As the work is being completed, the rules are running in the background, checking and rechecking tolerances and loan program guidelines and if exceptions occur they bubble up. As the loan changes, a record is stored, allowing the lender or borrower to go back to it if necessary. When everyone approves changes, the new record is saved into the database of record. Dallas says this approach speeds up everything. Which saves money. His team estimates that every day they can shave off the loan origination cycle will save the lender $55.

“If you can save 20 days per loan, that’s significant,” Dallas said.

Going deeper into the LOS
I hope to go deeper into cloudvirga in a future story. Because the LOS is so important to the industry, any real innovation that our industry achieves in the future will be either helped or hindered by this technology platform. What cloudvirga if offering is interesting because it opens the door to rethink the LOS into something more akin to what today’s consumers seem to be embracing online.

For now, I’ll leave you with Kyle Kamrooz's thoughts:

“Consumers want the mortgage process to be painless, simple, cheaper, transparent at all times; lenders want to reduce overall cost to produce and increase loans per full time employee or FTE. It’s a digital workflow engine that has been thought through for the 21st Century. Systems should be driving workflow, not people driving workflow. This is a movement to totally change mortgage lending and we are passionate about solving this problem.”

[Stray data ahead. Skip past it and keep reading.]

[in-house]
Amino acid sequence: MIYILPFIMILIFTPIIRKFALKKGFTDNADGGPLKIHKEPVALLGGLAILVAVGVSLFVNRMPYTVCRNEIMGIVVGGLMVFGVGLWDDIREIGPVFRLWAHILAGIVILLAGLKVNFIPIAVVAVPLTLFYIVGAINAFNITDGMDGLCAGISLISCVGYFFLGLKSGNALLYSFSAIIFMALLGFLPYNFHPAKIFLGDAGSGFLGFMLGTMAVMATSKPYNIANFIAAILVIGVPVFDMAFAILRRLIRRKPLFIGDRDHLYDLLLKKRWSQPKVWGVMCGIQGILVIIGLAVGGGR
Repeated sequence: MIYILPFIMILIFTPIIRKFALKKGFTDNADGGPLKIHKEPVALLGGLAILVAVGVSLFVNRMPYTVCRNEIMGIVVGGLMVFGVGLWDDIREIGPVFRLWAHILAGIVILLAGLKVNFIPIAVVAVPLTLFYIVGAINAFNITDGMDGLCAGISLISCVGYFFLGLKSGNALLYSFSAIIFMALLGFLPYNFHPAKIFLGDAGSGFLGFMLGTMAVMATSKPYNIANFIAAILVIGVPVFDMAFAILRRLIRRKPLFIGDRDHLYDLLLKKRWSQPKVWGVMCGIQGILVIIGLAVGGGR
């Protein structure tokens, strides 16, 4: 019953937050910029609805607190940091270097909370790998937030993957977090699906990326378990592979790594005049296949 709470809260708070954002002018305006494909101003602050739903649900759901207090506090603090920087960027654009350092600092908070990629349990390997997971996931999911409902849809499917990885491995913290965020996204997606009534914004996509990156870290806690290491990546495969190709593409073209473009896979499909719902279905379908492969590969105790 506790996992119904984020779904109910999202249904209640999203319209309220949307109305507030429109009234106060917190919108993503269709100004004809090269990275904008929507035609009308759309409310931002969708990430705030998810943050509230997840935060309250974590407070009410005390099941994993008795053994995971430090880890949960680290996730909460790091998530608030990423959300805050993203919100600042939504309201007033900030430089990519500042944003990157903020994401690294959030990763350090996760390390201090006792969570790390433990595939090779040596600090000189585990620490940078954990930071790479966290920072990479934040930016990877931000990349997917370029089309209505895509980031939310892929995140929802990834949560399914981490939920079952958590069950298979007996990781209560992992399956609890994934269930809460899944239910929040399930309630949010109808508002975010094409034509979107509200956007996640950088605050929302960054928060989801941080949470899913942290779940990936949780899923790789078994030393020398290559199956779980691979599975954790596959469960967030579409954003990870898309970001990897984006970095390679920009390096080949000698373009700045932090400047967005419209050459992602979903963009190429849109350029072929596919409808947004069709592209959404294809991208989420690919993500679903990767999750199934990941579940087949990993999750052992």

That’s way disrupters talk. At NMP Next, we like it.

A Critical Tool for Trend Spotters
One of the risks reporters face when they dig too deep into the stories of so-called innovators is that not everyone who believes they are innovating actually are doing so. It’s easy to get caught up in our own hype sometimes and it’s really easy for a publication to publish stories about dreams when they think they’re actually bringing you stories about accomplishment. Naturally, we’re very careful about that and even though most of the companies you read about here are sponsoring the section, they still have to let us uncover actual stories about their leadership exploits. Thus far, it’s working well, but this is one of the tools we use to guard against hype. It might be something you can use.

First, a tip of the hat to Open Culture. This website is an example of what’s best about an open and free internet. Creative individuals flock to this website for inspiration, creative ideas and a glimpse into popular trends that might impact the future. Recently, the website offered up an excellent piece based on a book by Carl Sagan entitled “The Fine Art of Baloney Detection.”

In his book, Sagan provides a framework that he used to separate fact from fiction (two worlds that he was equally comfortable in). I encourage you to find out more on Open Culture or in his book, but here are a few of his rules that we live by at NMP Next:

1. Facts should be independently confirmed when possible.

2. Arguments from “authorities” carry little weight.

3. Avoided attachment to a hypothesis just because it’s yours.

4. Remember Occam’s Razor: when the data explain a number of hypotheses, choose the simpler.

This is important in our industry because trends are based on data and data hits our industry like a California mudslide. Making sense of the information we have is challenging, which is why we’ll see one expert telling us that prices are rising while another cries out the warning of the next bubble. Knowing exactly what trendline is suggested by the data we have is challenging. Taking action on that information can be scary. But it’s what leaders do every day.